The weighted color image 24 is preferably of the same color as the color object in the en ironme t of the motor vehicle to be detected. In the present example, therefore, the weighted color image 24 is advantageously a yellow image. The yellow image can preferably be calculated from an RGGB image by a linear combination between (R+G+2x (Bmax-B) ) /4 and (R+ (Bmax-B) ) 12, where R is red intensity, G is green intensity, B is blue intensity, and Bmax is maximum blue intensity in the image. This is a very calculation efficient way of calculating a yellow image providing a high yellow contrast level. For other colors than yellow, similar simple formulas can be set up to calculate the weighted color image 24 from linear combination of terms involving R, G and/or B values.

Following the decomposing of the color image 20 in steps 21 and 22, the intensity image 23 and the weighted color image 24 are processed separately, yielding two parallel processing branches 25, 26, namely the color-independent intensity processing branch 25 and the color processing branch 26. In both branches a gradient calculation 27, 28 is performed yielding a corresponding gradient image 29, 30, respectively. Methods for calculating a gradient image from an input image are known to the skilled person.

For the gradient image 29, next an intensity edge threshold 33 is calculated in a threshold calculation section 31. In the th eshold calculation section 31 preferably a histogram of all gradient values in the gradient image 29 is calculated first. The edge threshold 33 for the intensity image 23 may then be calculated as a factor times the median of all gradient values. Instead of the median, any other centre value regarding the statistical distribution of the gradient values could be used, for example the mean value, or the value providing the highest number in the histogram. Furthermore, the statistical centre value (median, mean, etc.) may be calculated in other ways than from a gradient values histogram, for example directly from the gradient image; in that case, the calculation of a histogram may not be necessary .

Similarly, for the gradient image 30 in the color image processing branch 26, an intensity edge threshold 34 is calculated in a threshold calculation section 32. In the threshold calculation section 32 preferably a histogram of all gradient values in the gradient image 30 is calculated first. The edge threshold 34 for the color image 24 may then be calculated as a factor times the median of all gradient values, or any other centre value regarding the statistical distribution of the gradient values. Also here, the statistical centre value may be ca lculated in other ways than from a gradient values histogram. Next, in the edge detection sections 35 , 36 , the gradient images 2 9 , 30 are thresholded with or against the corresponding calculated edge threshold 33 , 34 , respectively. Thresholding here means that every pixel of the gradient image 2 9 , 30 fall- ing below the corresponding edge threshold 33 , 34 is set to zero, and every pixel of the gradient image 29 , 30 reaching (in other embodiments, reaching or exceeding) the corresponding edge threshold 33 , 34 is set to some non-zero value. As result, all non-zero positions of the thresholded intensity gradient image 2 9 are stored as intensity edges 37 , and all non-zero positions of the thresholded color gradient image 30 are stored as color edges 38 .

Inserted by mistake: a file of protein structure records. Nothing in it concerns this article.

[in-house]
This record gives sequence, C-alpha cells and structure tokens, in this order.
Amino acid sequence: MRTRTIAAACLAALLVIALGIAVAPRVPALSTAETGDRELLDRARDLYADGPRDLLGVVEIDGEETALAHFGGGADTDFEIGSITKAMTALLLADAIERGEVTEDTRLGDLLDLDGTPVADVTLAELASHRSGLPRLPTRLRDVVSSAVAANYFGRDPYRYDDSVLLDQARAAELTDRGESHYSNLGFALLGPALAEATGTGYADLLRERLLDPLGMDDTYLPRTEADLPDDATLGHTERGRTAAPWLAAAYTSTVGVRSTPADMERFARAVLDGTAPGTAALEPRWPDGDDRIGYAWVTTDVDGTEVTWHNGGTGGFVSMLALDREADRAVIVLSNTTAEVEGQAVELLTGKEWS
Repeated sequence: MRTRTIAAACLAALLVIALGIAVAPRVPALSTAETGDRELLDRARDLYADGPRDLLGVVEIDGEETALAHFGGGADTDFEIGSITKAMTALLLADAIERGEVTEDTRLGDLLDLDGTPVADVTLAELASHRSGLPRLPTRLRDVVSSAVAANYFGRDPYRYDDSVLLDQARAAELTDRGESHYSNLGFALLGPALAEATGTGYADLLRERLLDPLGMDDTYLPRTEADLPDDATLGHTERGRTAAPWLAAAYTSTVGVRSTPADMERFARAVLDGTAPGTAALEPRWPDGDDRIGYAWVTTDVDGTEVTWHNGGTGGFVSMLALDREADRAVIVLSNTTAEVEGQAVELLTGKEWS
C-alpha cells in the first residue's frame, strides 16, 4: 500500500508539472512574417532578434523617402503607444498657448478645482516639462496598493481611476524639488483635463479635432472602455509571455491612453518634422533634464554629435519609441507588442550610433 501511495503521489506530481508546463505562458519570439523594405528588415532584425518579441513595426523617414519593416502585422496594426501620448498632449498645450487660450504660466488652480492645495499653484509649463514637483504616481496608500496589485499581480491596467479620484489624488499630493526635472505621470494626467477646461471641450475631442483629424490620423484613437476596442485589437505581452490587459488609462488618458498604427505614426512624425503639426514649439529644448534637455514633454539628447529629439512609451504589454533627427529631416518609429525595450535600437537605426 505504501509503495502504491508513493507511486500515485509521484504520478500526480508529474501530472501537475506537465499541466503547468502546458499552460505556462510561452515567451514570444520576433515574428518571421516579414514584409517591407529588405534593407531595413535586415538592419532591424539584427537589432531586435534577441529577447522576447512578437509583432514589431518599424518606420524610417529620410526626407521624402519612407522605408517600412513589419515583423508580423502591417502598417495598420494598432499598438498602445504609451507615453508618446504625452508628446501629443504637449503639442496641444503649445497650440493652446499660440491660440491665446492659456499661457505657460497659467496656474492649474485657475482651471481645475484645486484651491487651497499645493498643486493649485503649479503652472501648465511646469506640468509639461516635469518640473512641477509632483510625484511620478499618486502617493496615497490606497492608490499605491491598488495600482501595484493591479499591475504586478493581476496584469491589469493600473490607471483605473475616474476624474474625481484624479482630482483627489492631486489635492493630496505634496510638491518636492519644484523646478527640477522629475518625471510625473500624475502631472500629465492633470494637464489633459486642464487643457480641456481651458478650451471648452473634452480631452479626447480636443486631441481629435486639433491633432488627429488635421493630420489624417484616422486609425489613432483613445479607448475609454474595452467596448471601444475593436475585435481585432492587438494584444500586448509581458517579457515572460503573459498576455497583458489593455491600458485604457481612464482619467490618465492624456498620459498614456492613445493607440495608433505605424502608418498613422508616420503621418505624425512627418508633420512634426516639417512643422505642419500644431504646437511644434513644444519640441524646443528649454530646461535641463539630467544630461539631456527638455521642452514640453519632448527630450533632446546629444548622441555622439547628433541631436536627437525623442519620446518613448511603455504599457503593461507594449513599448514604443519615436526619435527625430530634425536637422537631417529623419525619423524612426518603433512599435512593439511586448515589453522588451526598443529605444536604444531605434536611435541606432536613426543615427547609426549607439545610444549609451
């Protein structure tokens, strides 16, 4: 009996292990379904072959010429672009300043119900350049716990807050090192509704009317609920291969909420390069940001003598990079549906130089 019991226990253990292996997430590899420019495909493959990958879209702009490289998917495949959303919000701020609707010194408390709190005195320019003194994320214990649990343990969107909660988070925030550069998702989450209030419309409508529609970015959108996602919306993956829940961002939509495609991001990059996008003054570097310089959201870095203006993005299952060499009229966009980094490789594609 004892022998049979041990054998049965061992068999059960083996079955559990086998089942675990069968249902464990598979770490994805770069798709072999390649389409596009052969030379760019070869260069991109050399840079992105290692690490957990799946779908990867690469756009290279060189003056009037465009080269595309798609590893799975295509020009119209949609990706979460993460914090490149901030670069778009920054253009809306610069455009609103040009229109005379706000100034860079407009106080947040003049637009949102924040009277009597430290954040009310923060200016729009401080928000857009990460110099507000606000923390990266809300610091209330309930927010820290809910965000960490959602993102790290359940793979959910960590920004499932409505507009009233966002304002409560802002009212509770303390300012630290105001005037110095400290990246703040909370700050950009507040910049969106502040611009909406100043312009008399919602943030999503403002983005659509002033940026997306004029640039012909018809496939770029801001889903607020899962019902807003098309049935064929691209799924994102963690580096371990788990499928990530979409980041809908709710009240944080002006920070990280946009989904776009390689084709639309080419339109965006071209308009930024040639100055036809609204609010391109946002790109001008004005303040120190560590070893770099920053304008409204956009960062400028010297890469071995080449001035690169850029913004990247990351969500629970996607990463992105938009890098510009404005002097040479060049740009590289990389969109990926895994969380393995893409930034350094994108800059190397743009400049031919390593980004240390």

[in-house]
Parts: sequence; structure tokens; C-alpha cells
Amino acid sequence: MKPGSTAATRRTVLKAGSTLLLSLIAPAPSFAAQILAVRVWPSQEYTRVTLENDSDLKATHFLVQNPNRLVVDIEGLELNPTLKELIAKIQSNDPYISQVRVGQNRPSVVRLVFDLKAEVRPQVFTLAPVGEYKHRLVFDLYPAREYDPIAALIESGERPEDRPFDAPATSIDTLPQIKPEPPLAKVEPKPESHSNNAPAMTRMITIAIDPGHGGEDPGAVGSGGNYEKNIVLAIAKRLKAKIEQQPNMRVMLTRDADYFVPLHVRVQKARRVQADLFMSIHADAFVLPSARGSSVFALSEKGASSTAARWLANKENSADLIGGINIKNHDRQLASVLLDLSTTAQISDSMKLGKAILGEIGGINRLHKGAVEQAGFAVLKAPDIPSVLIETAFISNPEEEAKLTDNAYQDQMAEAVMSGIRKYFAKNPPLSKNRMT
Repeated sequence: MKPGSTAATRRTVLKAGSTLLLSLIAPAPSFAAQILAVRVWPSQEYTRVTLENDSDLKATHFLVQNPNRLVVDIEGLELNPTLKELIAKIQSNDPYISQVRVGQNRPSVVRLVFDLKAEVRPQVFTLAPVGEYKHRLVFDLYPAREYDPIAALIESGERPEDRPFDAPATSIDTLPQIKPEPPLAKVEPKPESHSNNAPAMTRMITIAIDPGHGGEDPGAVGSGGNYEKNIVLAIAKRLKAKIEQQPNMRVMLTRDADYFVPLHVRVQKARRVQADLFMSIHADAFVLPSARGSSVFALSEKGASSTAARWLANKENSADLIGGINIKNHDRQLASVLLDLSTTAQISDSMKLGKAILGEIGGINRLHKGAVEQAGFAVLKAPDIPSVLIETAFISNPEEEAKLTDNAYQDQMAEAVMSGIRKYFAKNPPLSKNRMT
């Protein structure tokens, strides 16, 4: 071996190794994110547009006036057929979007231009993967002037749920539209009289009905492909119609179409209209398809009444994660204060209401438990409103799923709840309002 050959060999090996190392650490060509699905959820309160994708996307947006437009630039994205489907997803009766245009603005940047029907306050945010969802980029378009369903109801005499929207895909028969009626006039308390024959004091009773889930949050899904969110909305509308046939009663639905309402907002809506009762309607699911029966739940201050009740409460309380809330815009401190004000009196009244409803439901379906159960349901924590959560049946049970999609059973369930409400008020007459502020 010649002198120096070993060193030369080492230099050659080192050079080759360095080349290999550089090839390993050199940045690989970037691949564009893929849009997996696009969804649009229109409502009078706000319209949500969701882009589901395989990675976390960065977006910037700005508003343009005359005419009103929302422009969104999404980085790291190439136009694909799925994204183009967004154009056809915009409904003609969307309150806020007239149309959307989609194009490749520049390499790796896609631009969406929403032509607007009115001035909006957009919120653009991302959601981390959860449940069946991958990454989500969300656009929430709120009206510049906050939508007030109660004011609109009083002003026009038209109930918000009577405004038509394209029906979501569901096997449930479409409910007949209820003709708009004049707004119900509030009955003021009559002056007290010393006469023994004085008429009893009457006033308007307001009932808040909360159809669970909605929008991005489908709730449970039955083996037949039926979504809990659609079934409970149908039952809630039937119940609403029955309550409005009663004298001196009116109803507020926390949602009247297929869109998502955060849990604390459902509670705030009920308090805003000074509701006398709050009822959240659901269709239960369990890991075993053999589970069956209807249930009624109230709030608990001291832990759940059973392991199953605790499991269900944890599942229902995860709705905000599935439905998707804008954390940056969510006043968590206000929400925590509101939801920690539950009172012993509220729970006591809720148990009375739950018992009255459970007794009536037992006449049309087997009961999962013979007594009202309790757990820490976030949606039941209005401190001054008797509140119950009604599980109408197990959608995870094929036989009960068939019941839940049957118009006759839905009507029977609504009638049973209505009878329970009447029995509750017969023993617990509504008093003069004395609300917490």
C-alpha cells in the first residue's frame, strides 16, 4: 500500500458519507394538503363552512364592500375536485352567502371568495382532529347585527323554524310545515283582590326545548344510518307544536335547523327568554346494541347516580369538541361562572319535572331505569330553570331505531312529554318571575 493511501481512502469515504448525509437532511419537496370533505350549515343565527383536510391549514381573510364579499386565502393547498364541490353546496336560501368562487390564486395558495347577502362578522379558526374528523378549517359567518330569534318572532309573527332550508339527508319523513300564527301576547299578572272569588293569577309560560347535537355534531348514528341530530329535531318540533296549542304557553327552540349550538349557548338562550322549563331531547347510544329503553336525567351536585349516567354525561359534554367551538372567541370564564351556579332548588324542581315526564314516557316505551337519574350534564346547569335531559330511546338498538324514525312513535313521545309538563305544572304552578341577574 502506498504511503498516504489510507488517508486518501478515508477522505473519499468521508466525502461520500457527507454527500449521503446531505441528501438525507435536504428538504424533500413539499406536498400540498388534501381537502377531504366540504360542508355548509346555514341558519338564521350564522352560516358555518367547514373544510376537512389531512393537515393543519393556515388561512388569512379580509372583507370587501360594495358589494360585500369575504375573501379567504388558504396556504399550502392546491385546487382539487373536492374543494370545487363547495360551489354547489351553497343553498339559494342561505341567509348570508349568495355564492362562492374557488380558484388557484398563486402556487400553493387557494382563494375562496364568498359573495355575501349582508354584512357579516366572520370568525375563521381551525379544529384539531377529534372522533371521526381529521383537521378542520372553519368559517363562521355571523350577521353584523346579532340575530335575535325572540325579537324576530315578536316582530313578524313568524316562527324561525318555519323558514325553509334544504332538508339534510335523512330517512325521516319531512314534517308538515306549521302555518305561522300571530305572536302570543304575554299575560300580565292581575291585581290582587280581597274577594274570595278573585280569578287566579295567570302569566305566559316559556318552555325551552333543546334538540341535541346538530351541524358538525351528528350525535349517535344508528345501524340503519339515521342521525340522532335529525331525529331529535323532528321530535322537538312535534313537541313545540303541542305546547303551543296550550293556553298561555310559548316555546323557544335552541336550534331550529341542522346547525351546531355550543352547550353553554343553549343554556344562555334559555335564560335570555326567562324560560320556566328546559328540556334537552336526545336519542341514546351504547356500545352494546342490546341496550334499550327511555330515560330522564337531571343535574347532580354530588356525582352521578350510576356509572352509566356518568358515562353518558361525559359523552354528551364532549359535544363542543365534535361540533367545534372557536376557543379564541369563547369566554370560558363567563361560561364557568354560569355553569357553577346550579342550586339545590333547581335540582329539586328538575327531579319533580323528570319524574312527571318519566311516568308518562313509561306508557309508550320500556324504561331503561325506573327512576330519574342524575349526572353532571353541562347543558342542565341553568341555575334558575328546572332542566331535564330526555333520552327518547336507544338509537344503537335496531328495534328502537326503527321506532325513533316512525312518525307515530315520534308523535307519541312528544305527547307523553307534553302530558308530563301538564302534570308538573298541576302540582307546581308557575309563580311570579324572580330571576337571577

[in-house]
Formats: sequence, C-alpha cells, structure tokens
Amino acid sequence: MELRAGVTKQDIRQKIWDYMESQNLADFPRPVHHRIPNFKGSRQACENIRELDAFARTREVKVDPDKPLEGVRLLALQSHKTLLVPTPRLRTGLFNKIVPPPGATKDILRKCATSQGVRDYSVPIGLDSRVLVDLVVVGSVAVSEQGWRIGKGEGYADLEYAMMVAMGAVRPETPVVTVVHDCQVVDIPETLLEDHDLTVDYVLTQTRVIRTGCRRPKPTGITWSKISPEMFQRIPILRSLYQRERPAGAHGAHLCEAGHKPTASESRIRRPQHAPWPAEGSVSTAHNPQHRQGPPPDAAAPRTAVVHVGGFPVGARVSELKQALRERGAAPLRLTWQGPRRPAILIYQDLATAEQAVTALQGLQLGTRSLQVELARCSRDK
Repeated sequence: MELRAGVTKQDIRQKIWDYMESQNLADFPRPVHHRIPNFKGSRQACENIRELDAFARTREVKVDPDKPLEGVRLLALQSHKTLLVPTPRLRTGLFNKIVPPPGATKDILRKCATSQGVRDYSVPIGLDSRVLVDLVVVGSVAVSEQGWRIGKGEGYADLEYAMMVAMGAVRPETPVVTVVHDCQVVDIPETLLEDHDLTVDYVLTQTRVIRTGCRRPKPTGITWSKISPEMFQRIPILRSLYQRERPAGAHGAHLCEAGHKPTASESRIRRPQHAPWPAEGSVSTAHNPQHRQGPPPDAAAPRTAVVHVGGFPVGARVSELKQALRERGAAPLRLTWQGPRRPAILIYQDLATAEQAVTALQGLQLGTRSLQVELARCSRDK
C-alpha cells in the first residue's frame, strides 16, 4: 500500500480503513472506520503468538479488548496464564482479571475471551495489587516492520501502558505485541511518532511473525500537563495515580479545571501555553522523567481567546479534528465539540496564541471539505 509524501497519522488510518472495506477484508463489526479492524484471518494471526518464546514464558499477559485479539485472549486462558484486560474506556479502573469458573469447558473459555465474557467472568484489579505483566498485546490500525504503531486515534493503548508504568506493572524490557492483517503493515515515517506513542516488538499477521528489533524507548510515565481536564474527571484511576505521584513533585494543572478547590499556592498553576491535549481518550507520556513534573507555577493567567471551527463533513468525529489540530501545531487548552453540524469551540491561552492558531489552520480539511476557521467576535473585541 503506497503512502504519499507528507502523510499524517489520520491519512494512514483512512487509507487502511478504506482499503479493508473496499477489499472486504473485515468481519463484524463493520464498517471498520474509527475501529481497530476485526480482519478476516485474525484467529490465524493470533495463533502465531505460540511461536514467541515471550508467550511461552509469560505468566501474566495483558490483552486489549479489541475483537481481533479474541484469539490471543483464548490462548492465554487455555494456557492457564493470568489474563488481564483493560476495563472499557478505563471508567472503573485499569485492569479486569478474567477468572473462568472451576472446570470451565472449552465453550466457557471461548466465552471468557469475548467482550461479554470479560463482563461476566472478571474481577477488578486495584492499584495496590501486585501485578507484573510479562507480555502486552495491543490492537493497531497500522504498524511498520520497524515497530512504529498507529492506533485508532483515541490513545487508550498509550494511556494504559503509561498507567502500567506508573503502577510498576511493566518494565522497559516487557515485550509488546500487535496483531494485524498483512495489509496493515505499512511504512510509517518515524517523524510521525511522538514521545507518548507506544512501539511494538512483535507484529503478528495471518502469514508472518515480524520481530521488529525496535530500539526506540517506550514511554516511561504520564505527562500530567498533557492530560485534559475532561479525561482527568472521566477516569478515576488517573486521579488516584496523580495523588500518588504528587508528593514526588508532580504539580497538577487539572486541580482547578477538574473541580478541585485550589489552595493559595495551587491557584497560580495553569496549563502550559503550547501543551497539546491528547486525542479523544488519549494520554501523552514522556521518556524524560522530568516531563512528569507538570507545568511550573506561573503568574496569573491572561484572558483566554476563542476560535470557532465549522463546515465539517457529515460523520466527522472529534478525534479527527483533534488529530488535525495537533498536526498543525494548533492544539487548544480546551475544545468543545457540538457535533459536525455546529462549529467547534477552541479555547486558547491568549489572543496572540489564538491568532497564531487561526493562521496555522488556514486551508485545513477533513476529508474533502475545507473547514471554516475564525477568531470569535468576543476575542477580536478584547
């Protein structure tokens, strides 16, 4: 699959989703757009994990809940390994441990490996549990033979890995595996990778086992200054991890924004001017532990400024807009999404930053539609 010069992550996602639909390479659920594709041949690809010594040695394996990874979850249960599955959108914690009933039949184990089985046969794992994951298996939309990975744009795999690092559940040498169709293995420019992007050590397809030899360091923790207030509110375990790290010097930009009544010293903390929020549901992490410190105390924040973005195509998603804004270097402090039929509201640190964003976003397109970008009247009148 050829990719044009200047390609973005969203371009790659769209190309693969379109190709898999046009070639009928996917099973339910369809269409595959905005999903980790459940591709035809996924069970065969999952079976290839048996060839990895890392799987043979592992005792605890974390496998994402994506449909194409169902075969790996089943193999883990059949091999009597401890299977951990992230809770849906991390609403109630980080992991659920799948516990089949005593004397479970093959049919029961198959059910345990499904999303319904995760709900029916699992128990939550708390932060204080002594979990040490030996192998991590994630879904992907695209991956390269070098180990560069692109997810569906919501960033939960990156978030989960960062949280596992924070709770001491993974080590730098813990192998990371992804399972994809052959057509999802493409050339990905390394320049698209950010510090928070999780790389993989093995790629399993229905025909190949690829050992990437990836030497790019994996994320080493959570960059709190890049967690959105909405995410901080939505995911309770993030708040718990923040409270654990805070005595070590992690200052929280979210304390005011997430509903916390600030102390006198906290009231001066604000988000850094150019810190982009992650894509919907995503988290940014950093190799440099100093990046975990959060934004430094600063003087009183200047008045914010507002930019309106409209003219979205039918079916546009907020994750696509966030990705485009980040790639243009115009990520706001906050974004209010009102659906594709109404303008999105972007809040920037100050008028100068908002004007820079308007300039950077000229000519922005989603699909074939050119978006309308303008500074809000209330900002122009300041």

In the next step, a normalized gradient value is calculated for each stored edge 37 , 38 by dividing the gradient value of the edge under consideration by the corresponding threshold value 33 , 34 . This normalized gradient value is a measure of how clearly the edge 37 , 38 can be seen in the image. The normalized gradient value calculation can be performed in the merging section 39 to be described in the following.

After the normalized gradient value calculation, the lists of edges 37 , 38 with normalized gradient values can be merged into a common list of edges in the merging section 39 .

Finally, duplicate edges are removed from the common list of edges 37 , 38 . Duplicate edges are multiple edges which are caused by the same physical structure outside the vehicle, for example, lane marking. In the present context two edges are considered duplicate if their positions are within a specified limit in world coordinates. For all duplicate edges, the edge having the lower or lowest normalized gradient is removed. Generally, for all duplicate edges, only the edge having the highest normalized gradient is kept. The output of the merging section 39 is a list 40 of detected edges free of duplicates. It is clear from the above that the edges contained in the final edge list 40 is a true subset of all edges 37, 38 due to the merging and duplicate removing process .

Further object detection processing, like road marking detection in the present example, can be performed on the list 40 of detected edges.

The invention can be readily generalized to more than two processing branches 25 , 26 by decomposing each color images 20 into more than two decomposed images 2.1, 22 , in particular one decomposed intensity image 21 and two or more decomposed color images 22 involving different color characteristics .